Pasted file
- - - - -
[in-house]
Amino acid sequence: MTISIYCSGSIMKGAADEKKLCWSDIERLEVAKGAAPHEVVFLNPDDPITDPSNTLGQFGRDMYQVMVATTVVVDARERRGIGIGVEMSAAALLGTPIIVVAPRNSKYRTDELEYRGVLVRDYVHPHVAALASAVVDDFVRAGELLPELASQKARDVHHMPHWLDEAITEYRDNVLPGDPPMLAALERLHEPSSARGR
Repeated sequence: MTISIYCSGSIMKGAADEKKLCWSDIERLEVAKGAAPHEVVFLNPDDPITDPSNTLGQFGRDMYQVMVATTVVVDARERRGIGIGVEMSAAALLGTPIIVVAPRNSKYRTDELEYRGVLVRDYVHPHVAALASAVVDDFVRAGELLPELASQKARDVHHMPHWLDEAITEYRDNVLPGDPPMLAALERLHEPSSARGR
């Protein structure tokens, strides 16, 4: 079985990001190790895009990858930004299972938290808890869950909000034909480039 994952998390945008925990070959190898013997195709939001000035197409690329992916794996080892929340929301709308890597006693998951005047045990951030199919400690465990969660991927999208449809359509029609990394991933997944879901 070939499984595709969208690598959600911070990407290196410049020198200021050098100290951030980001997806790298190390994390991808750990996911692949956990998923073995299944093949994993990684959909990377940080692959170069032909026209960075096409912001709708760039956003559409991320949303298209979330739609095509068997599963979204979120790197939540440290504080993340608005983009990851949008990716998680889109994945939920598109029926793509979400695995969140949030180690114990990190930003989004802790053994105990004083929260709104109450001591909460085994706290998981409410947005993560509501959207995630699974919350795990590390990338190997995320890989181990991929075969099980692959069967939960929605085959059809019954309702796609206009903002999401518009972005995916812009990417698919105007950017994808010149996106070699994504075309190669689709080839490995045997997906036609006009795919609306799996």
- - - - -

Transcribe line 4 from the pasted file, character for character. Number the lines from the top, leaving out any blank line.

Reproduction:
């Protein structure tokens, strides 16, 4: 079985990001190790895009990858930004299972938290808890869950909000034909480039 994952998390945008925990070959190898013997195709939001000035197409690329992916794996080892929340929301709308890597006693998951005047045990951030199919400690465990969660991927999208449809359509029609990394991933997944879901 070939499984595709969208690598959600911070990407290196410049020198200021050098100290951030980001997806790298190390994390991808750990996911692949956990998923073995299944093949994993990684959909990377940080692959170069032909026209960075096409912001709708760039956003559409991320949303298209979330739609095509068997599963979204979120790197939540440290504080993340608005983009990851949008990716998680889109994945939920598109029926793509979400695995969140949030180690114990990190930003989004802790053994105990004083929260709104109450001591909460085994706290998981409410947005993560509501959207995630699974919350795990590390990338190997995320890989181990991929075969099980692959069967939960929605085959059809019954309702796609206009903002999401518009972005995916812009990417698919105007950017994808010149996106070699994504075309190669689709080839490995045997997906036609006009795919609306799996």